Posted by Linstindiaro on Thursday, January 11, 2018 Under: Haiti/Dominican relations
Haitians who cross the border clandestinely are cutting down trees to burn charcoal in mountainous areas on the border between the two countries, a situation deplored by environmentalists, while authorities say they are facing the problem.
The charcoal is taken to Haiti, since that fuel is used on a large scale by poor and lower middle class families to prepare their food.
In this regard, the director of the Specialized Terrestrial Border Security Body (Cesfront), General Sugar Frugis Martinez, told Listin Diario that in the last months of 2017, the military posted on the border confiscated 18,000 sacks of charcoal that would be transported to Haiti.
He also said that they seized 1,300 gallons of clerén, 168,318 pounds of garlic, 3,275 pounds of marijuana, 4 million 351 units of cigarettes from different brands from Haiti.
Frugis Martinez reported that the Cesfront, the Dominican Navy and other agencies responsible for border surveillance, are active 24 hours, not only to contain the trafficking of people, but other evils that affect the area.
The environmentalist Roberto Silverio, of the Northwest Ecologist Block, said that what happens in that area and the border is serious with the cutting of trees for the burning of coal.
He argued that in the mountainous area of Restoration, Manuel Bueno, Loma de Cabrera, Tirolí, Manzanillo, Santiago Rodriguez and other places in the Northwest, Haitians in complicity with Dominicans are dedicated to knock down trees to burn for charcoal and take it to their country.
He also explained that he has witnessed that in Juana Méndez, Fort Liberté, Trou Du Nord, Millot, Lemonade, Cap Haitien and other towns in the North, Northwest and Northeast of Haiti, many Haitians sell coal in the streets without controls and that Used fuel for cooking is transferred from the Dominican Republic. He said that since there are no forests in Haiti because the hills are bare, Haitians cross to mountainous communities of the Dominican border to knock down trees and burn coal.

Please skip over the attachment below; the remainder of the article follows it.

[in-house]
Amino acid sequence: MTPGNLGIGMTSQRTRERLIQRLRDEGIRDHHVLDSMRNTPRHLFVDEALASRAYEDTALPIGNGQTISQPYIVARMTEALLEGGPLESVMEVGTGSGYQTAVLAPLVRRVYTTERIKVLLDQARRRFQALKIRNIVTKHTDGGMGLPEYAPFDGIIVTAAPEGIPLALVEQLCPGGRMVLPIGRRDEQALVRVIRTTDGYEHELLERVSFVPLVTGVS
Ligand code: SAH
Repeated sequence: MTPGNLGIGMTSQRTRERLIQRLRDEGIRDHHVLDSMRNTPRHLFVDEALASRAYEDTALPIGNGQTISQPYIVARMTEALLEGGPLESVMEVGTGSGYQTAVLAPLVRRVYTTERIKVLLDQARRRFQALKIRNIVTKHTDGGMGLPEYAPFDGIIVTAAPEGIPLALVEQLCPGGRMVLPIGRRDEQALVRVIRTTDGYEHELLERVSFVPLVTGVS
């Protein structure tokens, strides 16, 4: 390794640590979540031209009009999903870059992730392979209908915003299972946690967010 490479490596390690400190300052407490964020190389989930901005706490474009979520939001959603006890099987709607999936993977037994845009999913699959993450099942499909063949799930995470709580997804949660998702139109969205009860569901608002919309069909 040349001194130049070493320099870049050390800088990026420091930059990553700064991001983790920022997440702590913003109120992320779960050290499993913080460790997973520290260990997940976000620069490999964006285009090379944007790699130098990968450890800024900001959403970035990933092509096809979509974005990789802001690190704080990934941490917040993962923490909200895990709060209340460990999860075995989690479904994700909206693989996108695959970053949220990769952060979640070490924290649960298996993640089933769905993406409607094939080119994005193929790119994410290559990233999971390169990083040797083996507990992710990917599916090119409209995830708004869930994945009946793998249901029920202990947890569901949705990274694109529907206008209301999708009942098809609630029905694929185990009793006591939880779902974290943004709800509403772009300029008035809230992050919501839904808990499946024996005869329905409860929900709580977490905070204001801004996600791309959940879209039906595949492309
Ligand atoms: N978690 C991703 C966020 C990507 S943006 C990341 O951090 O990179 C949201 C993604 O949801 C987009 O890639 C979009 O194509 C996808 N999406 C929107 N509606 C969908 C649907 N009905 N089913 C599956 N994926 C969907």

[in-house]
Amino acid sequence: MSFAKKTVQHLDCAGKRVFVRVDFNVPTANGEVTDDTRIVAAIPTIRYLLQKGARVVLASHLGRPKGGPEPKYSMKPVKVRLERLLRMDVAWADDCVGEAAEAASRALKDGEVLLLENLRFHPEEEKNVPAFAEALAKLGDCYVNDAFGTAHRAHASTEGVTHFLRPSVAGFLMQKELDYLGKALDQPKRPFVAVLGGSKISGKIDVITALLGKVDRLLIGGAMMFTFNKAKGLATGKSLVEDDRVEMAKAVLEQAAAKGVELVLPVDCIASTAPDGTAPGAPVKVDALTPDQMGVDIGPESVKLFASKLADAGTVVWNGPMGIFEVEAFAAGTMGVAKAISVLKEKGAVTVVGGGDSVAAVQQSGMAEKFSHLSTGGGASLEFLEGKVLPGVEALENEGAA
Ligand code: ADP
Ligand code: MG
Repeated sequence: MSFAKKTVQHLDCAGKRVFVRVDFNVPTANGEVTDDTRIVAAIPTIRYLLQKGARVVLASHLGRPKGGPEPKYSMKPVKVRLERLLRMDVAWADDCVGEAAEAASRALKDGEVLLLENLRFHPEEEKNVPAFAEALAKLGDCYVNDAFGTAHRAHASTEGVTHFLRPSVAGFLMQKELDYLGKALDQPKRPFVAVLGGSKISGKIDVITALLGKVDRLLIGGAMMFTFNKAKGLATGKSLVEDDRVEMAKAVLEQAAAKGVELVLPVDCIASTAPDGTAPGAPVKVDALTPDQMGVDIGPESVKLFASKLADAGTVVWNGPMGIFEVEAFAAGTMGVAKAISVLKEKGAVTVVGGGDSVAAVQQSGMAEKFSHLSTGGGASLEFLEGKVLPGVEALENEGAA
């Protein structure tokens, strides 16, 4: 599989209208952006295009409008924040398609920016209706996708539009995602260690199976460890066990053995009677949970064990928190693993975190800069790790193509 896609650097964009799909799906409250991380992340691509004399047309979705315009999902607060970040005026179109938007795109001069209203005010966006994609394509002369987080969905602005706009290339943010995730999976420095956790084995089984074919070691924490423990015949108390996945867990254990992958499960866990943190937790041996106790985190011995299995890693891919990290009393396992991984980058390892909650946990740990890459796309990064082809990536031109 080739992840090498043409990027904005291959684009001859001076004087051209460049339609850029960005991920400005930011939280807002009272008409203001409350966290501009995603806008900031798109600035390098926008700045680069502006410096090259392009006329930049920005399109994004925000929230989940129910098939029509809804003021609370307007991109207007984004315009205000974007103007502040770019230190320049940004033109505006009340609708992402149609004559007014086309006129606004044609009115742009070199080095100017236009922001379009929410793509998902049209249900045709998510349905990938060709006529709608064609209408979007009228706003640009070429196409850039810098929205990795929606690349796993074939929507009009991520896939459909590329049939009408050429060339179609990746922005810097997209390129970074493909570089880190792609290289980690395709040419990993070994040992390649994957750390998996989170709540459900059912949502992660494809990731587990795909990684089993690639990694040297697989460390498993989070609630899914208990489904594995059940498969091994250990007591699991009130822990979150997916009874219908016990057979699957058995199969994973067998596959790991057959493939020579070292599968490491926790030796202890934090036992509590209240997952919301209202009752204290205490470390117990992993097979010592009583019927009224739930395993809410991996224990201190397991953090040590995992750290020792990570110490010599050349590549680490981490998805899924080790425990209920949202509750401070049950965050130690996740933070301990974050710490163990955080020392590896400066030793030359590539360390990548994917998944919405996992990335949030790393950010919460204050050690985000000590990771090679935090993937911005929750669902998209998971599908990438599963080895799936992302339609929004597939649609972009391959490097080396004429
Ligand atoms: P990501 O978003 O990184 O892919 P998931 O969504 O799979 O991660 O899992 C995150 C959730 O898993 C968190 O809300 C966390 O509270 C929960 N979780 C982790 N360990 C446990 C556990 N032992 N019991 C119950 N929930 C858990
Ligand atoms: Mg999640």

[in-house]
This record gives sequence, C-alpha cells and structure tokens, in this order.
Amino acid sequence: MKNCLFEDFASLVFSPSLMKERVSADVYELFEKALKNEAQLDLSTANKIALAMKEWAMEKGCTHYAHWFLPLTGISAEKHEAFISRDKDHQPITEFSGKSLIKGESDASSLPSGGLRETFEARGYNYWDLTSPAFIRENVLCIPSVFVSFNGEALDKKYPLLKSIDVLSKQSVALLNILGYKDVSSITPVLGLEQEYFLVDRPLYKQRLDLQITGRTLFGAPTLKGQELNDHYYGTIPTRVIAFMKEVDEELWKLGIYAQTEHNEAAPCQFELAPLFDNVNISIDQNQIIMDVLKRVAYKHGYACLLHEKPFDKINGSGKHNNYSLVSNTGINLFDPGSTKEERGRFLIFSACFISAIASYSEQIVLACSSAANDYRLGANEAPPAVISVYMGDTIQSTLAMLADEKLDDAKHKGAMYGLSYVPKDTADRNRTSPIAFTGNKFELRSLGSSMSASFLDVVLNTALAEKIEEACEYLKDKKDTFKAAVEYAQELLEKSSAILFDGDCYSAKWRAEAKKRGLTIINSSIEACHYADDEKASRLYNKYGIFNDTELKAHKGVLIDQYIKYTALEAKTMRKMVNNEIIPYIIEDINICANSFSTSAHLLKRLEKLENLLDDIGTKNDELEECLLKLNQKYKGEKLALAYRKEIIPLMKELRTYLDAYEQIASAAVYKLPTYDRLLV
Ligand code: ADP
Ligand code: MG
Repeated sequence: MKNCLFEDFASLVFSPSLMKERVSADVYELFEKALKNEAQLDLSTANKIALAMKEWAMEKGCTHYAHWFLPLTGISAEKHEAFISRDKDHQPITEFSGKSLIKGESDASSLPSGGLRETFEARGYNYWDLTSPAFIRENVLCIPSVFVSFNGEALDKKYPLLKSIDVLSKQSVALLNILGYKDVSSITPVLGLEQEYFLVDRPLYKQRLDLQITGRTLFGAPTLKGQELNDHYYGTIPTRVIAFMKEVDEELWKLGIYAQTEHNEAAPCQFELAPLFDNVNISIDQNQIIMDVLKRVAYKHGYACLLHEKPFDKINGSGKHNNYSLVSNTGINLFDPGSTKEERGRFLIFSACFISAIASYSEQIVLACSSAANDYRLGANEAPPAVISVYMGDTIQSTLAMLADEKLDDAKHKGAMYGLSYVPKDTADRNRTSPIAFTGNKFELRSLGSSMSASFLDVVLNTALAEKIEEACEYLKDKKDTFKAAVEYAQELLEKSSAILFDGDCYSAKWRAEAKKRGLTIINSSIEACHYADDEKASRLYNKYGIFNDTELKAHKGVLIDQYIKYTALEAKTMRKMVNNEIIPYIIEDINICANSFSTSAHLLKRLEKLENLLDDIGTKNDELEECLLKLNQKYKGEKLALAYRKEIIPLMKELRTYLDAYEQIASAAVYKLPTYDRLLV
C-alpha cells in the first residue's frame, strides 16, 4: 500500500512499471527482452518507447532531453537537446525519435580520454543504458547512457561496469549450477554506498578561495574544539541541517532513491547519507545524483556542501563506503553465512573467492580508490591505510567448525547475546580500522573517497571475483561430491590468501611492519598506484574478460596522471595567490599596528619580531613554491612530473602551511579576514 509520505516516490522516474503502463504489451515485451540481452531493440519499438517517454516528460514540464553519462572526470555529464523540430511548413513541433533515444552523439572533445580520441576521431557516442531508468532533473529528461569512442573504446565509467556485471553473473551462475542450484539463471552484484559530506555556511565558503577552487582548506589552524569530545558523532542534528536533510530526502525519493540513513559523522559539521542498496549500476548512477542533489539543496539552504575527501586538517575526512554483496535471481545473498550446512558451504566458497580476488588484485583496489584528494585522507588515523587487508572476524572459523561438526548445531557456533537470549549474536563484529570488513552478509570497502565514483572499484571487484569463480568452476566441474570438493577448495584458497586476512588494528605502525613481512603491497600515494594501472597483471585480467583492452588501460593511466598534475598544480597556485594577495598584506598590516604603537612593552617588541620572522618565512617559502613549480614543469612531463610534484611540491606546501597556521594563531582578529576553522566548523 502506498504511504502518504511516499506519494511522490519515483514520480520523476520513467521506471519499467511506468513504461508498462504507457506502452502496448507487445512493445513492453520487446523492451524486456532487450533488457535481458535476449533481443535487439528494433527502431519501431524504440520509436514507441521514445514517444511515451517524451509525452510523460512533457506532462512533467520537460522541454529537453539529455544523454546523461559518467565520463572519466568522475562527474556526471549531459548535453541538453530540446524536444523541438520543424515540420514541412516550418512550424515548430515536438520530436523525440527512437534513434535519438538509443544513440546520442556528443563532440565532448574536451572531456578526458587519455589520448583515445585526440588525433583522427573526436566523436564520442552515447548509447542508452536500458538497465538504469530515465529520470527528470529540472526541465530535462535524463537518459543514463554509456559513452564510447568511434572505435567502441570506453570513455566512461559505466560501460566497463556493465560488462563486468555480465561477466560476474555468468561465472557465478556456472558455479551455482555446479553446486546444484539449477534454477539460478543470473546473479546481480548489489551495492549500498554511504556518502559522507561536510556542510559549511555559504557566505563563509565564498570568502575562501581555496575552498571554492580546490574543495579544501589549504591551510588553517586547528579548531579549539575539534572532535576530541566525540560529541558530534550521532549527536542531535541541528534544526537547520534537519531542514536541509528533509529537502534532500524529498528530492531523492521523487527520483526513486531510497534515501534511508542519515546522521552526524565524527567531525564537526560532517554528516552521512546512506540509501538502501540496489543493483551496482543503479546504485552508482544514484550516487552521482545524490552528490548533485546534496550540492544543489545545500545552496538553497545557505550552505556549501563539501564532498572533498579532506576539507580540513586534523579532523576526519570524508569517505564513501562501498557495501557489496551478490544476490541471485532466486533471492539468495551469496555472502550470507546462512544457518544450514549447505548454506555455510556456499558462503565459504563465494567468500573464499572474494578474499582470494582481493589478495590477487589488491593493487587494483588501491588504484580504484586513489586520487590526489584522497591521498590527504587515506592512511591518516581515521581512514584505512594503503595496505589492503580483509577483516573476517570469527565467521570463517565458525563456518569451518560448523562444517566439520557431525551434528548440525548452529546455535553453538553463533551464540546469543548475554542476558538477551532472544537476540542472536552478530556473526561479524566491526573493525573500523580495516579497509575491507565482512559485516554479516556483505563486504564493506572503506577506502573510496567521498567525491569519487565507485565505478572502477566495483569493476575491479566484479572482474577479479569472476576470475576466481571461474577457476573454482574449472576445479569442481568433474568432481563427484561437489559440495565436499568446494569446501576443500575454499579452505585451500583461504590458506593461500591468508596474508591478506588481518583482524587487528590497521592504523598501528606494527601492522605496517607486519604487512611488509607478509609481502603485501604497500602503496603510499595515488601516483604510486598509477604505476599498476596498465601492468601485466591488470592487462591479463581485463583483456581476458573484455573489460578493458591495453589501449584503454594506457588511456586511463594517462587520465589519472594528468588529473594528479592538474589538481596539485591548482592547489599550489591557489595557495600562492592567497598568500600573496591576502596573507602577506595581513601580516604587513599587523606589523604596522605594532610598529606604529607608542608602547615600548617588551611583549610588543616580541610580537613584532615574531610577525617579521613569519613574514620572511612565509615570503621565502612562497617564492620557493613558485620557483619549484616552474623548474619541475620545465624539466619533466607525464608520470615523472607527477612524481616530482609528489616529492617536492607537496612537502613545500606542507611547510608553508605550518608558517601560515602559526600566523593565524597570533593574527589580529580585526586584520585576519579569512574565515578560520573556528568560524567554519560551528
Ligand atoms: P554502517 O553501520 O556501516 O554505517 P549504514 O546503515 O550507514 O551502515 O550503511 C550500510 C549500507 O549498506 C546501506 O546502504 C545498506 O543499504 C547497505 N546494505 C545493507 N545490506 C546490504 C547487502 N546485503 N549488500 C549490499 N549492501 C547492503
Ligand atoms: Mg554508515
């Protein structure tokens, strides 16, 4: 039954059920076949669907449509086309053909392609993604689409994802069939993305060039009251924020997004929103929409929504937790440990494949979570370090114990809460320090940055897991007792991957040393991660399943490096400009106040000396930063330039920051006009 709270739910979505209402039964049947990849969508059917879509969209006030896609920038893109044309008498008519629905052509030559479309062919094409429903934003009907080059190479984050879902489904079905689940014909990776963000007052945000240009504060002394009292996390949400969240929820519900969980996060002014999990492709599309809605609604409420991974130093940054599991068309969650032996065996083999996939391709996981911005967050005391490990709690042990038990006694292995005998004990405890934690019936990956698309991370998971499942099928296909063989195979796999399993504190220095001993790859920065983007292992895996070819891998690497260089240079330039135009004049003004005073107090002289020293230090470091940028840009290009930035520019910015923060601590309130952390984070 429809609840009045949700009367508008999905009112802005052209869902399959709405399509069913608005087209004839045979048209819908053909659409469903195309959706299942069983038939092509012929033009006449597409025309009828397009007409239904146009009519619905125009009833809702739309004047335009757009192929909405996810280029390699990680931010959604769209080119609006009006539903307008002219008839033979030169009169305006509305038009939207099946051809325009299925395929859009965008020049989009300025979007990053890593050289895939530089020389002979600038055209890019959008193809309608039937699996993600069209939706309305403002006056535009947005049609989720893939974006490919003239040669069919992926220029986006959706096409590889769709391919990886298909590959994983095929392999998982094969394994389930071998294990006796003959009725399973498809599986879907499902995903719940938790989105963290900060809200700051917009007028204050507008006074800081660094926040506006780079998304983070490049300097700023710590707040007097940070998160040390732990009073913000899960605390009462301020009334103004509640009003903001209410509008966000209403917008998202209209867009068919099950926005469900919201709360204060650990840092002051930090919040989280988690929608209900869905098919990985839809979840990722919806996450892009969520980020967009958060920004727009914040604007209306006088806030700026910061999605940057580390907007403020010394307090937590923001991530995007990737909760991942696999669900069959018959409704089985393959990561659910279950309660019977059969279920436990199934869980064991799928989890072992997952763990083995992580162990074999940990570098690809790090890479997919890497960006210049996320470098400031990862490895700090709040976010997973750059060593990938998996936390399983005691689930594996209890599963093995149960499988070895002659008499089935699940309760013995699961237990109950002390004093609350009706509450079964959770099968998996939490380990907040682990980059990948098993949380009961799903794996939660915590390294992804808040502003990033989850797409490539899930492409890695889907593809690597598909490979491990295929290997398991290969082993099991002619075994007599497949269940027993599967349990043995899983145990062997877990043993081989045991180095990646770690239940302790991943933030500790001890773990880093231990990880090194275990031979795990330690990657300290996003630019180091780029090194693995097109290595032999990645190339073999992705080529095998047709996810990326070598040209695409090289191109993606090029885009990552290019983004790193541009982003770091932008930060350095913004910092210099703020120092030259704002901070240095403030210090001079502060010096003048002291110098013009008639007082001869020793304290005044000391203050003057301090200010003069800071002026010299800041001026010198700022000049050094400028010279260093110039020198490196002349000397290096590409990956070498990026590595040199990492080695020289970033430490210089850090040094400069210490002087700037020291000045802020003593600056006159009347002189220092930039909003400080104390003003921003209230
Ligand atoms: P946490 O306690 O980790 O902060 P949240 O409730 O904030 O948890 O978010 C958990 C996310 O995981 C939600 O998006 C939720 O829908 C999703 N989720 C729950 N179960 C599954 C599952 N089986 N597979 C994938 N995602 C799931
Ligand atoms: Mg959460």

While the Haitian environmentalist Paul Antoine reported that in rural areas and in most of the towns in his country, most of the poor and lower middle class cook with charcoal and firewood.
He regretted the little forest capacity that his country has, because the authorities have not established measures to stop this situation.
Antoine said environmentalists have planted fast-growing trees in certain strategic areas of communities along Haiti's border, but that they are cut down by coal merchants and firewood vendors.
He also said that since many people live in Haiti from the sale of charcoal and firewood, when they do not find the material to burn in their country, they cross communities of the Dominican border to prey on and continue with their business.
In a tour through the border it was found that Haitians constantly mock the military stationed in the area, since most of those arrested on entering the country irregularly manage to enter again, even some have been arrested up to seven Sometimes trying to penetrate the national territory.